I wanted to yell for Soley to stop. I felt helpless in my politeness, unwilling to assert myself in this way, and cynical about having subjected myself to the experience altogether. I started to laugh, a bitter chuckle to myself, at the absurdity of this high, and of myself in this place in this moment. Between giggles, I finally asked Soley, if she could please just stop singing.

I don’t know if I hurt her feelings, but I perceived her as insulted and angry. “It’s not me. It’s ayahuasca. But if you want me to stop, I stop.” 

Then it was silent, and I felt relief. But as I waited in the dark, shame came on, shame that I had destroyed the peaceful sisterhood we’d started under by insulting Soley, and then bitterness, that I couldn’t assert a need without causing harm and being rejected. 

Hot tears and silent sobs overwhelmed me. 

I wondered if this wasn’t the wisdom of the ayahuasca after all, forcing a confrontation with my people-pleasing self that suppresses my own needs and avoids conflict, fostering resentment and staying small. An expensive practice opportunity.

I felt solid enough to use the bathroom, and that’s where I began projectile vomiting black bile, which seemed to swim in the bucket I was holding.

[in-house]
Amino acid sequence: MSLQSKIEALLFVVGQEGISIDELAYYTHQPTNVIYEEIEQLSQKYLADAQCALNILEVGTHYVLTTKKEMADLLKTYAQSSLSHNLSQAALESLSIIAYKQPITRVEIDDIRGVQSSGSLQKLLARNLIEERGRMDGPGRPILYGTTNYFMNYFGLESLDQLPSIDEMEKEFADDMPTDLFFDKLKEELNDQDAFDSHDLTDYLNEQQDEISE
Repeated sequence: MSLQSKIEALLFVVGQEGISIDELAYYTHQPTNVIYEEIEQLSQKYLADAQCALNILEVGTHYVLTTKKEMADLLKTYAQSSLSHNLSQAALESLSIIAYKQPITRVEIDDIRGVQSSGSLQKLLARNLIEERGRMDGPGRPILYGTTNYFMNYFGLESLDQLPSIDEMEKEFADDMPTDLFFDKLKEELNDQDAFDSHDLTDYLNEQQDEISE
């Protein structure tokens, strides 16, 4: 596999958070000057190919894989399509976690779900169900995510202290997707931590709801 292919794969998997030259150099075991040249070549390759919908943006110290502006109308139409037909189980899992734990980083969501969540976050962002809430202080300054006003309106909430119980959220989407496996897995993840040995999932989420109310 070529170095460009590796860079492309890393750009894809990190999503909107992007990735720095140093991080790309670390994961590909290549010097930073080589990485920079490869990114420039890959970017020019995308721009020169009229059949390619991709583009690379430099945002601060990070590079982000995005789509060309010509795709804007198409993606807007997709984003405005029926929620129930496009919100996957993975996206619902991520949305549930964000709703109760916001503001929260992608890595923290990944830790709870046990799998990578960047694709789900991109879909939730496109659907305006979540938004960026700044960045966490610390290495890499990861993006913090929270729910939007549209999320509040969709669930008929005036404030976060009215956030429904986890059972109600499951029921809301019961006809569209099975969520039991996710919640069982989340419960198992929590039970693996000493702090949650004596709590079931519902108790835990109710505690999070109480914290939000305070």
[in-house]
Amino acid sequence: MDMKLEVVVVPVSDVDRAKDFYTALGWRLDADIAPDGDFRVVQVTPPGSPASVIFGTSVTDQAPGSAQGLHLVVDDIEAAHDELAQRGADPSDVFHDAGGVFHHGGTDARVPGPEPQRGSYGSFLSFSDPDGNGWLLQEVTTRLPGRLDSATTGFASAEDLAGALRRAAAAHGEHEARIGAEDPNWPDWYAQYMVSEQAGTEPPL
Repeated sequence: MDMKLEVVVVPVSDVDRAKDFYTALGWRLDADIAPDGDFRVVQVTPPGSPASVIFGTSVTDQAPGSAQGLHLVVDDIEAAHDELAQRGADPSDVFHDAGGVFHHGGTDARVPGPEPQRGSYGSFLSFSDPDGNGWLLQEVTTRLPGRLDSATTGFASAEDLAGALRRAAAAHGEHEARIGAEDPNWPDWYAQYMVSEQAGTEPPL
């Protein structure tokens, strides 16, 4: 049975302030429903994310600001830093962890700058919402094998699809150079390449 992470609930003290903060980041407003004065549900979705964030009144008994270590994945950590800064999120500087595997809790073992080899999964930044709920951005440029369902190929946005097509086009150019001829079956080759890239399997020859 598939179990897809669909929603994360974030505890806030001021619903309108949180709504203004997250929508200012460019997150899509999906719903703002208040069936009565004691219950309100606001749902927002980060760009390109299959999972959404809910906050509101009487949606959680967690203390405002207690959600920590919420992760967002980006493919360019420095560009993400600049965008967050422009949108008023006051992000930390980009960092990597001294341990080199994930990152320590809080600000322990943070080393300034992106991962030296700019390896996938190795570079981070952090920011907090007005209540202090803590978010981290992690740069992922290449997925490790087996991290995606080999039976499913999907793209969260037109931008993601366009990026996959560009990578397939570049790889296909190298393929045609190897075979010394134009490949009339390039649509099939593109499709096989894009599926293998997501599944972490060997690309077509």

“It’s time to clean,” said Soley when I returned.

I laid back down in the quiet and thankfully my friend asked Soley to put on some music. From there, peace and well-being returned, and I reflected on whether I felt anything had actually been accomplished. I’m willing to accept that the process of healing requires discomfort, and if I did purge some of my darkness there, then I got what I came for. 

“Never has anyone asked me to stop singing,” Soley said. She told me that normally she only sings for about 15 minutes but for me it was over an hour because I had a bad spirit, and that this spirit was resistant to being evicted which was where my resistance to the Icaro came from.

“It’s not you. It’s resistance. We did deep work tonight.”

Maybe we did. While I didn’t feel like it lived up to the life-changing experiences others have reported, I feel like I came away with insight, and at least as I sit here, a clearer mind and sense of grounding that is often elusive to me. Whether that was a gift from ayahuasca, or the universe conspiring to provide the lessons I need in the way that I need them (ayahuasca being simply a circumstantial ingredient rather than a catalyst) or the result of an especially clean preparation diet, or just pure coincidence, who knows? 

Not me, but I accept it with thanks.